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I am writing a memoir about my abusive childhood. Do I need permission from everyone I write about? My abuser is deceased, but my brothers are part of the story and I don't know where one of them is to request permission, but I don't want to go ahead without knowing I don't need their permission.

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Is this a legal question, an ethical question, or a practical ("I want to still be able to go to family reunions") question? –  Monica Cellio Jul 4 '13 at 1:44

1 Answer 1

NOTE: I am not a lawyer, and the following is just the result of some Google searching.

You're allowed to publish basically anything you want; the concern is not whether you will be able to publish it to begin with, but whether you can be sued (for libel or misrepresentation) later on. Even if you would win such a lawsuit, it would probably be expensive and a lot of work.

There are two ways to reliably protect yourself from lawsuits. The first is to get explicit permission from the individuals involved; what you want here is a release form, a legal document that basically says "I won't sue you over this book in the future." The second option is to anonymize your the individuals involved - if an individual's name isn't used (or, I assume, directly clear from context), then they have no basis for a lawsuit. That is, if you were to write under a pseudonym and change everybody's names, it would be difficult to connect your actual brother to the character in the book; therefore there would be no basis for a lawsuit. (I do not know what extent of "anonymizing" is necessary - whether name changes are enough, or major identifying details need to be changed as well.)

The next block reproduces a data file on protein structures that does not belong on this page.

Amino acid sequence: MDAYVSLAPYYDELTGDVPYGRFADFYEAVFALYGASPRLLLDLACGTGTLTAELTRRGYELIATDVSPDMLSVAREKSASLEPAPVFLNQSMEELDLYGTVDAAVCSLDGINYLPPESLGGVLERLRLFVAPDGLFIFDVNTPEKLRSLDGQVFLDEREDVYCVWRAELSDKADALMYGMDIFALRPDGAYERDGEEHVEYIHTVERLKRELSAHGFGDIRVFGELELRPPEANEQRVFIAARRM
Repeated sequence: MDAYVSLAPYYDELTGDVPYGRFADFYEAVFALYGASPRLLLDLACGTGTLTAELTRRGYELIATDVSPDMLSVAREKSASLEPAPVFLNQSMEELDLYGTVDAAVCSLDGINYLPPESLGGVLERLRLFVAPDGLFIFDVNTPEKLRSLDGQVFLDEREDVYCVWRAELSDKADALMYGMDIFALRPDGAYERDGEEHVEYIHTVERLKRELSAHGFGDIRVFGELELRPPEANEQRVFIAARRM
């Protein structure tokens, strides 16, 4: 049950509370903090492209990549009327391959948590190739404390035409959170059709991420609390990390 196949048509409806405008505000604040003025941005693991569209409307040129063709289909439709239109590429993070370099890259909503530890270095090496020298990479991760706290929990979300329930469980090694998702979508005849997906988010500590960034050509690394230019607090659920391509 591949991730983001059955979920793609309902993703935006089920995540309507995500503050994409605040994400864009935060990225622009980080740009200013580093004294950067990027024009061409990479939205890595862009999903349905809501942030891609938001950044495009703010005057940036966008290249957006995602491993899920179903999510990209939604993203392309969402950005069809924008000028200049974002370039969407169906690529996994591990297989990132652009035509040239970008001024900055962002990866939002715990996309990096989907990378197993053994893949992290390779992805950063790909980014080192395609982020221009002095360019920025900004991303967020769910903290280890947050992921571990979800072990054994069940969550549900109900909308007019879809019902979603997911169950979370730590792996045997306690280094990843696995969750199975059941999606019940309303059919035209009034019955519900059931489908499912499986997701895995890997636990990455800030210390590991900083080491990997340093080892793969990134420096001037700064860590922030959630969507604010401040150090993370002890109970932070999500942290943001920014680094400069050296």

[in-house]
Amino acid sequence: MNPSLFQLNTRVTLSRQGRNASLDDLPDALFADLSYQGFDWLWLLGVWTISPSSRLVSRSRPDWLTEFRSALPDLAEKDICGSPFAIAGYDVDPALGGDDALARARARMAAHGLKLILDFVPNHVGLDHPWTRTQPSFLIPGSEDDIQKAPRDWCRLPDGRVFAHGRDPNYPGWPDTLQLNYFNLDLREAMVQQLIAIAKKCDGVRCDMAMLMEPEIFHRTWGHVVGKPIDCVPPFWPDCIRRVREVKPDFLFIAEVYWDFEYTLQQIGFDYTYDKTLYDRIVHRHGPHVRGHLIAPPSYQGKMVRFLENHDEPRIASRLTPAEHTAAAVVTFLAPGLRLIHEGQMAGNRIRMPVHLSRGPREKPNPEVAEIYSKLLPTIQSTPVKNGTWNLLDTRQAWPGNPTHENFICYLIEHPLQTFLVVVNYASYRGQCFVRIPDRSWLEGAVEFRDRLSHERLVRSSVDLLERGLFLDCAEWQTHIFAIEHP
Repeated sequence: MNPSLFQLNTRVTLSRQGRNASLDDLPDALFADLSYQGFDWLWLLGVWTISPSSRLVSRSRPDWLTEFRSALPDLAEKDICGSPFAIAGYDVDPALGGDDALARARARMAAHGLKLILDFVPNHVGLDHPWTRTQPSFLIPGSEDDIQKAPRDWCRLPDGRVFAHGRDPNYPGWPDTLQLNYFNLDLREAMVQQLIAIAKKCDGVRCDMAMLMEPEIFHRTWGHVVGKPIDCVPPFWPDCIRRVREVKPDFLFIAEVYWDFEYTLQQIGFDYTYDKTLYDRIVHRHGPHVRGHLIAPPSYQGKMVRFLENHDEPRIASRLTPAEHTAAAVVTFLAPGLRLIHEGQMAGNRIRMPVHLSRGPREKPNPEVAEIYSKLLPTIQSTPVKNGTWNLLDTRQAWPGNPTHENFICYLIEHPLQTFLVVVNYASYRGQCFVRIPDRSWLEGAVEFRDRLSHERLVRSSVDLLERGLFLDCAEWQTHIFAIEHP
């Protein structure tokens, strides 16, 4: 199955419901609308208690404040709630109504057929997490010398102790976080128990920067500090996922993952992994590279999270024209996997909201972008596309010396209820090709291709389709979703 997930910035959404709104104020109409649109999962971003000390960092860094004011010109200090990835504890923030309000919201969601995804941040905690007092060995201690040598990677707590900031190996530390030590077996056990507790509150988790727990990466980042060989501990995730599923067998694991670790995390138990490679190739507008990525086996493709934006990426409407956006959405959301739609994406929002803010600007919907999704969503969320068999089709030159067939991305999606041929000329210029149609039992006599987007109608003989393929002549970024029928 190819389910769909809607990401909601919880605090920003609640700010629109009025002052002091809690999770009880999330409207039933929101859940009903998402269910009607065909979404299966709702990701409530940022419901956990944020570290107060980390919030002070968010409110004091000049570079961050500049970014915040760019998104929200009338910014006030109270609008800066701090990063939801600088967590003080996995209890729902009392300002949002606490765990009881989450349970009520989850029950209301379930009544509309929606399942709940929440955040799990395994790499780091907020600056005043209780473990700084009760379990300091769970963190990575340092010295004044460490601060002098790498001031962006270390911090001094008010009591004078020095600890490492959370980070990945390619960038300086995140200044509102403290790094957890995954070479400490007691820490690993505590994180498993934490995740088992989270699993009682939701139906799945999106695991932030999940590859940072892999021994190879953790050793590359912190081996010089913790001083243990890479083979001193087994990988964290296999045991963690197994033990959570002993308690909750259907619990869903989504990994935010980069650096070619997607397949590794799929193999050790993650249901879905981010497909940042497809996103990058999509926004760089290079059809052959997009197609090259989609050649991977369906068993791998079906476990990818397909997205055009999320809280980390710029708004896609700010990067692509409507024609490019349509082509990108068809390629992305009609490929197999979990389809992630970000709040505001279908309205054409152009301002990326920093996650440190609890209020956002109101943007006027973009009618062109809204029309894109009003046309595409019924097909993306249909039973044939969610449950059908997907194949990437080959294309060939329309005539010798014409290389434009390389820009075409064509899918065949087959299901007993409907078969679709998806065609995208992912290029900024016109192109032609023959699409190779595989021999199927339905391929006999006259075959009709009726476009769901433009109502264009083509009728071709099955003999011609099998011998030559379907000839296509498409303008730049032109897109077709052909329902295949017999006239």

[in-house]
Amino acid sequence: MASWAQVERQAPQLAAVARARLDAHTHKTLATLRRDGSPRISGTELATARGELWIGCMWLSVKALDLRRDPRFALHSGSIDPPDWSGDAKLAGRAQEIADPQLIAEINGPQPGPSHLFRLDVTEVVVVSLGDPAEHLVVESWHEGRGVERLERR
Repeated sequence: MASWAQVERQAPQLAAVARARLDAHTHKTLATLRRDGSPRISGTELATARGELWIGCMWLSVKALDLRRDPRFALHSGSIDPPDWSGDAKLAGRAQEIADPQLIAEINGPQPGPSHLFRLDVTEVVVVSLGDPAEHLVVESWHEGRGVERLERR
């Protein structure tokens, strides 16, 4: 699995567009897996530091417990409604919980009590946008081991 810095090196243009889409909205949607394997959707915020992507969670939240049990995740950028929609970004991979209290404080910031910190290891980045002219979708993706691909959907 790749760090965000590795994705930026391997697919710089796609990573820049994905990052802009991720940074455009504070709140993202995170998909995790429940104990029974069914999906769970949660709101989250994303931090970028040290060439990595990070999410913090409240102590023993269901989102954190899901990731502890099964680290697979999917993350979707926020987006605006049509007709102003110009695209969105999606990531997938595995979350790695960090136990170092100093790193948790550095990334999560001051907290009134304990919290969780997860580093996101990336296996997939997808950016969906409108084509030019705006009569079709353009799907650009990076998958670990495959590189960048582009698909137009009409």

A few questions you might want to consider:

  • Will your memoir portray your brother in a favorable light, or a negative one? If favorable, then there should be no basis for a lawsuit.
  • How likely is your brother to, at some point, actually find out about your book? If you literally cannot find him, perhaps (perhaps!) the odds of him finding your particular memoir and taking offense are slim.
  • To what extent can you defend your writing about him as accurate? If you ever actually come to a lawsuit, the question is not whether you have portrayed him negatively without permission, but whether you have committed libel - that is, whether you've published lies about him that could hurt him or his reputation.
  • How hard would it be to write your memoir with fake names, without identifying your brother?

At any rate, if you do proceed, you should try to get release forms from anybody relevant who can give you one - that's the strongest protection there is. Having one chink in the wall doesn't mean you can leave the main gates wide open.


I relied on detail I found at the following sources:

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Please notice that your word alone isn't a valid proof in a trial. You would need also witness and real evidence, what sometimes can be difficult to obtain. That means that if you say something happened in a book as a real event, somebody will be able to prosecute you for defamation. Using the anonymizer option seems the best approach for a book that deals with some more difficult problems. –  Psicofrenia Jul 3 '13 at 10:18

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